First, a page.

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George Lucas Expected Disney to Give Him ‘a Little Bit More Say’ in ‘Star Wars’ Sequel Trilogy

Lucas says giving up Lucasfilm to Disney was "very, very painful."

"Star Wars: The Rise of Skywalker"

“Star Wars: The Rise of Skywalker”

Walt Disney Studios Motion Pictures / © Lucasfilm / courtesy Everett Collection

Eight years after Lucasfilm sold to Disney in a deal worth over $4 billion, George Lucas says the decision to give up control of his iconic space franchise remains “very, very painful.” Lucas sat down with author Paul Duncan for an interview as part of the just-released new book “The Star Wars Archives: Episodes I-III 1999-2005,” an excerpt from which finds the filmmaker getting honest about his career-defining decision to prioritize family over “Star Wars.”

“At that time, I was starting the next trilogy; I talked to the actors and I was starting to gear up,” Lucas told Duncan when asked about why he sold Lucasfilm to Disney. “I was also about to have a daughter with my wife. It takes 10 years to make a trilogy — Episodes I to III took from 1995 to 2005. I’d still be working on Episode IX. In 2012, I was 69. So the question was, ‘Am I going to keep doing this for the rest of my life? Do I want to go through this again?’ Finally, I decided I’d rather raise my daughter and enjoy life for a while.”

Lucas contemplated not putting Lucasfilm up for sale and instead having somebody else run the production of the sequel trilogy, but that wouldn’t have given the director the family time he craved. Or as Lucas put it, “That isn’t retiring.”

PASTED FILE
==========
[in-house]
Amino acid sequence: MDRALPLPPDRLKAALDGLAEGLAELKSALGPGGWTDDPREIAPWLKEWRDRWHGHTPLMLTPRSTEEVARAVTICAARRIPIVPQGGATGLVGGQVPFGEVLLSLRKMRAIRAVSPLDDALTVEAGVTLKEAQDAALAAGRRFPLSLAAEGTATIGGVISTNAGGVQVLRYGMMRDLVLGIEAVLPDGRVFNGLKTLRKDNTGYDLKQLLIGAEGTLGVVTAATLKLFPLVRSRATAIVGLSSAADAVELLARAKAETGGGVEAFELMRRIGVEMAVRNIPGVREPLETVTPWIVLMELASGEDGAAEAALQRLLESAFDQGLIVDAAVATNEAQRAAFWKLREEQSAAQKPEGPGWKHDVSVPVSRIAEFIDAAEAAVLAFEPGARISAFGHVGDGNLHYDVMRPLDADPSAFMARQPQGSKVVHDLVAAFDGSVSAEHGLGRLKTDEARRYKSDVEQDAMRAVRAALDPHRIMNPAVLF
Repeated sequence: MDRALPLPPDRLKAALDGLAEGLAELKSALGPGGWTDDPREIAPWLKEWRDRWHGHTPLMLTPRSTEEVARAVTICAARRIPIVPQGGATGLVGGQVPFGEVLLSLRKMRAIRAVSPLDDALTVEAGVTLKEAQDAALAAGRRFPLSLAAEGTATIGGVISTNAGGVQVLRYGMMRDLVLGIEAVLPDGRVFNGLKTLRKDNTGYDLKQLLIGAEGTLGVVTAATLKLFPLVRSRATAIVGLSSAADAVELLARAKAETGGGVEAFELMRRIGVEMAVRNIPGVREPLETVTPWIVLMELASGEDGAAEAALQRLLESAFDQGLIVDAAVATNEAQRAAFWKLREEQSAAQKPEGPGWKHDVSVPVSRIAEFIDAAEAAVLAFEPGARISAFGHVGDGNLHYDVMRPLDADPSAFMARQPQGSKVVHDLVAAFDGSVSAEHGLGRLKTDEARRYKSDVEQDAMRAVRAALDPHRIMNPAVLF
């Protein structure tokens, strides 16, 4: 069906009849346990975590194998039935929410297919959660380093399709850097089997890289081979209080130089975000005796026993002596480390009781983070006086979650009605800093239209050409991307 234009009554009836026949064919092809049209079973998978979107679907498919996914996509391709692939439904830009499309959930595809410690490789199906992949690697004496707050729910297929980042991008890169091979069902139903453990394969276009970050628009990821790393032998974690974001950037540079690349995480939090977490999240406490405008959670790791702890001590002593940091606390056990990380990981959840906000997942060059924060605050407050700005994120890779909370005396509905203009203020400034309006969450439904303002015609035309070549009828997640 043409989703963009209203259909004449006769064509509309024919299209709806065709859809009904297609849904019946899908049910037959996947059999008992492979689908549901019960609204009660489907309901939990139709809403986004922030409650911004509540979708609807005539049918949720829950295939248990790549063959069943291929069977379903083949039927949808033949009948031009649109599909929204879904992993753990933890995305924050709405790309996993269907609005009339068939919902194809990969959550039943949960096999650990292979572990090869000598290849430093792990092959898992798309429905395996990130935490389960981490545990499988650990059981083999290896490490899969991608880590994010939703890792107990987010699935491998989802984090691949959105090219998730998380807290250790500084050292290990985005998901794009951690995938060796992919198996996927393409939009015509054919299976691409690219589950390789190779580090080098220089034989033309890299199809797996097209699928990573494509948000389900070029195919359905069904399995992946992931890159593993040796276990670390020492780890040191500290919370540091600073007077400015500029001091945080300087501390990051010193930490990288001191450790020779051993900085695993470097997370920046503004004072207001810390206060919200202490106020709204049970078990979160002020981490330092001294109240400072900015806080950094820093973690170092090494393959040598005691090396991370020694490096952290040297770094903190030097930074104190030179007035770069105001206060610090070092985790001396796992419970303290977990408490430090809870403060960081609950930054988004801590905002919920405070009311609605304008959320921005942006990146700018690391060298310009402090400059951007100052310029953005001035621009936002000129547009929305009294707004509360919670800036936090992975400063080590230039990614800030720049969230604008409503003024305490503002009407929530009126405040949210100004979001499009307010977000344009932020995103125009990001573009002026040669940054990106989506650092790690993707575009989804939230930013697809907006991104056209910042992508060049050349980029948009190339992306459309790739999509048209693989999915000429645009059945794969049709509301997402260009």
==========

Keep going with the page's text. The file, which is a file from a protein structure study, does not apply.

“On ‘The Empire Strikes Back’ and ‘Return of the Jedi’ I tried to stay out of the way, but I couldn’t,” Lucas said. “I was there every day. Even though the people were friends of mine and they did great work, it wasn’t the same as me doing it. It was like being once removed…I’m one of those micromanager guys, and I can’t help it. So I figured I would forgo that, enjoy what I had and I was looking forward to raising my daughter.”

“I’ve spent my life creating ‘Star Wars’ — 40 years — and giving it up was very, very painful. But it was the right thing to do,” Lucas added. “I thought I was going to have a little bit more to say about the next three because I’d already started them, but they decided they wanted to do something else. Things don’t always work out the way you want. Life is like that.”

Had Disney taken Lucas’ sequel trilogy plan into consideration, then Darth Maul would have returned as the franchise’s primary antagonist and Leia would have emerged as the trilogy’s “Chosen One” character. “The Star Wars Archives: Episodes I-III 1999-2005” is now available for purchase via Tachen.

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